FIG. 6A is a simplified timing diagram of suspending an erase operation to perform a program operation, and resuming the erase operation once the program operation is complete according to another embodiment. The timing diagram includes a ready/busy control signal (R/B#) 602 (e.g., output by memory device 100 of FIG. 1), input/output (I/O) commands 604 (e.g., commands transmitted over I/O bus 134 from the host device 130 to the memory device 100), and internal memory device (NAND) operations 606 (e.g., internal operations of memory device 100). For simplicity, data transfers between the memory device and the host device are not shown in the timing diagram, such as data transfers during the program operation.

At time t0, the execution of an erase operation is in progress within the memory device in response to a previous erase command. With the execution of the erase operation in progress, the ready/busy control signal is pulled down to indicate that the memory device is busy executing the erase operation. At time t1, the host device transmits a program command to the memory device. At time t2, in response to the program command, the memory device begins an erase suspend operation (e.g., without receiving a suspend command). Between times t2 and t3, the memory device may wait until an execution breakpoint is reached, suspend the execution of the erase operation at the execution breakpoint, and prepare the memory device to execute the program operation.

At time t3, the erase operation has been suspended and the ready/busy control signal remains pulled down. At time t3, in response to suspending the execution of the erase operation, the memory device begins the execution of the program operation. At time t4, the program operation is complete and the memory device releases the ready/busy control signal to indicate the memory device is ready to receive other commands. In response to the release of the ready/busy control signal, the host device requests a status check of the memory device. The status check may poll a status register (e.g., 122 of FIG. 1) of the memory device to determine whether the erase operation may be resumed. At time t5, in response to a successful status check, the host device transmits an erase resume command to the memory device. At time t6, in response to the erase resume command, the memory device begins an erase resume operation and pulls down the ready/busy control signal to indicate that the memory device is busy executing the erase resume operation. Between times t6 and t7, the memory device prepares relevant portions (e.g., the memory array) of the memory device to resume the erase operation. At time t7, the erase resume operation is complete and the execution of the erase operation continues.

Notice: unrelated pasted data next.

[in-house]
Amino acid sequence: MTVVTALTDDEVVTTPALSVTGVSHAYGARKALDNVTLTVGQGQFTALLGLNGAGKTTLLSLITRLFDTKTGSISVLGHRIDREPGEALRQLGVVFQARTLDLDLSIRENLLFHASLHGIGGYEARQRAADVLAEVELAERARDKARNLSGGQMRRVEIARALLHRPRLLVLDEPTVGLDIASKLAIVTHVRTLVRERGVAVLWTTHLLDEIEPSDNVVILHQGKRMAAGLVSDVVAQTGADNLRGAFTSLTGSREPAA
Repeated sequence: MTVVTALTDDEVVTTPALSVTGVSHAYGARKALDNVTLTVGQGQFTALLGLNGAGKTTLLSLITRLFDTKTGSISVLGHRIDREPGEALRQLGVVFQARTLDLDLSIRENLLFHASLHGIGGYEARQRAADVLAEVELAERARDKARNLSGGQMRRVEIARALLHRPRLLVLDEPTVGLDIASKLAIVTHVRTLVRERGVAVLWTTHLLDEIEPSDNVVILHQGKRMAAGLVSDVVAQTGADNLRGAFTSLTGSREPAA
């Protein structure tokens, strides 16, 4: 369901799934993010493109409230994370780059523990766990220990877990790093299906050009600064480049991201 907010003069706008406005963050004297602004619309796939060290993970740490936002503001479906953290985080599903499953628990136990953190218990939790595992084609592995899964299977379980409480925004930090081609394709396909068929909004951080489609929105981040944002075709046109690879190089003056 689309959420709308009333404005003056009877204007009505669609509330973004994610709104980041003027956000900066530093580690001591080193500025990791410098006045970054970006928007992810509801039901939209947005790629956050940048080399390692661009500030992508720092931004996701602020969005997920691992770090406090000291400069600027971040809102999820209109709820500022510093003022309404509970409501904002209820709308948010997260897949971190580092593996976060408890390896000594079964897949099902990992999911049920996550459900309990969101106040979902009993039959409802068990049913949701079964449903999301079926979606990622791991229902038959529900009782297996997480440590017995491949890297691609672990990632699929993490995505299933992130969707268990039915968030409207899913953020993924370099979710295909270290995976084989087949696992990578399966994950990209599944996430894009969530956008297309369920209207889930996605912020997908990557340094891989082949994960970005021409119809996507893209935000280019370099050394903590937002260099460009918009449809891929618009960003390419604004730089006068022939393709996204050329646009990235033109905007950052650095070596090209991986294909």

In the embodiment of FIG. 6A, a suspend command is not used. Rather, in response to the program command, the memory device automatically suspends the execution of the erase operation and begins the execution of the program operation. In addition, the host device does not transmit a status check (e.g., such as the status check at time t3 of FIG. 3C) to the memory device before beginning execution of the program operation. Accordingly, the erase suspend operation and subsequent program operation of the embodiment of FIG. 6A may be implemented with less latency than in the embodiment of FIG. 3C.